(Status of our work on Oscillatory Discharge and Radio Transmission as of summer of 2011.)
Who was Felix Savary?
Savary worked with Ampere when electromagnetism was just beginning. We focus on Savary’s study published in 1827.
What did he do?
Savary inferred that a charged Leyden jar would discharge in a damped oscillatory manner. This inference was based on observations of magnetization of short thin steel needles. Here needles were placed at varying distances near (and perpendicular) to a 2-meter-long wire loop used to discharge the Leyden jar. Magnetization of the needles would reverse direction (up to three times) as a function of distance from the wire in the loop. (Needles were placed close to the wire starting from a fraction of a mm to about 1 cm away.) (The remanent magnetization in these measurements results from magnetic hysteresis – more about this later.)
Why do we care?
Joseph Henry was stimulated by Savary’s observation. Henry repeated Savary’s work starting in 1835 and then extended it to magnetizing steel needles in a secondary circuit. Henry published his findings in 1842. Henry placed a steel needle in a spiral in a secondary circuit and removed the secondary circuit to a distance of 30 feet. The magnetizing of a steel needle at this distance is evidence of high frequency transmission and detection. We are working to determine the general range of frequencies of oscillation in Henry’s study, but it appears to be near 6 MHz. At 6 MHz the wavelength of the radiation is 50 meters (150 feet), so Henry’s observation of magnetization at a distance of 30 feet corresponds to the near field. This remote magnetization is evidence of high-frequency induction rather than radio transmission as is sometimes suggested. More to follow …
Some quantatative facts about Leyden jar discharge through a wire loop …
A Leyden jar with 200 pF capacitance, charged to a potential of 10KV, has a stored energy of 0.01 J. A circular wire loop of 2 mm dia, wire in a 1 meter dia, loop has an inductance of about 4 uH. So if the Leyden jar is discharged through this loop, the peak current would be about 70 A. The frequency of oscillation for this LC discharge circuit would be about 6 MHz. We still have to establish more precisely the values of C and L used by Savary and Henry, but these values are good starting points and they are match with our laboratory test conditions. Also, we note that the duration of the spark in the discharge (observed using a fast photo-diode) is about 1 usec. We observed a slow and a fast oscillation in the discharge circuit. The fast component seems to start after the spark has extinguished. While the spark is active, the detected signal is noisy – after the spark has extinguished the detected signal is much less noisy. The fast oscillation frequency is modified by changing the size of the spark gap.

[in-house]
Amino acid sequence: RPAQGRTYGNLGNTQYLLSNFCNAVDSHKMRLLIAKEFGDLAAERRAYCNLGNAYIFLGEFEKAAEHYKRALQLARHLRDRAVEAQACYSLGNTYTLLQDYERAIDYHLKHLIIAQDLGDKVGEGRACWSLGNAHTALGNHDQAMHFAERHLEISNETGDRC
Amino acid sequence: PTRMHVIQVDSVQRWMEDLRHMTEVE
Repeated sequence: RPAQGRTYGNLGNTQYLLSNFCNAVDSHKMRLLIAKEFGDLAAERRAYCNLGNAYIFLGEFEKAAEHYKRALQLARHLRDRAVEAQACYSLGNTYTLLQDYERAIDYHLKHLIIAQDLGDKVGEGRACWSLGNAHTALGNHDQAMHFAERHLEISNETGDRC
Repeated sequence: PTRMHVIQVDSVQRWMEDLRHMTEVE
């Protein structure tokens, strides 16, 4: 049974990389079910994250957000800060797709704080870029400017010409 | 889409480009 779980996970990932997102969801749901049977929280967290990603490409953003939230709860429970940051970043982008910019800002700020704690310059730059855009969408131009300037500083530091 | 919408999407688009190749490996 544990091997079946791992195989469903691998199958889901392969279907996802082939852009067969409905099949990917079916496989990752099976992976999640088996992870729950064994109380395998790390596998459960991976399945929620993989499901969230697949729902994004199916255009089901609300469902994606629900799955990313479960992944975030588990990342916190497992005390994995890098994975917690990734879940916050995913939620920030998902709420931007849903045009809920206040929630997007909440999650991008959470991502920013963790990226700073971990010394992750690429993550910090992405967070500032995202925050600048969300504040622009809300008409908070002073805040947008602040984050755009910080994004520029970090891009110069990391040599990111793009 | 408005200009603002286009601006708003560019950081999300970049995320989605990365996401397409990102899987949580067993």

Felix Savary (1797- 1841) was a student and professor at the world-renowned French institution École Polytechnique. He is well known for his work in astronomy and contributions in electromagnetism. In recognition for his achievements in these fields, he was elected to the Académie des Sciences in 1832, joining the ranks of Joseph Fourier and Fracois Arago, who were also a members at the time.
A highly respected mathematician and physicist, Savary also worked with scientists such as André-Marie Ampère, one of the main discoverers of electromagnetism and who the SI unit of current is named after. From his joint research with Ampère, Savary went on to write Mémoire sur l’application du calcul aux phenomènes élecro-dynamique (1823).
Four years later, Savary’s most famous work, Mémoire sur l’Aimantation, was published in the French journal Annales de Chimie et de Physique. It was Savary who was the first to describe in this paper his hypothesis of the oscillatory nature of the discharge of a Leyden jar connected to an inductor. In his Mémoire, he documented the experiments which helped lead to his conclusion of the oscillatory discharge of the Leyden jar, which Joseph Henry expanded upon fifteen years later in America while working on his experiments in induction.
Felix Savary and Joseph Henry’s groundbreaking research in the oscillatory nature of the Leyden jar discharge laid the foundation to electrical resonance, which led to the developments and advancements in wireless telegraphy and the radio.
Click here for a more detailed explanation of Savary’s and Henry’s experiments.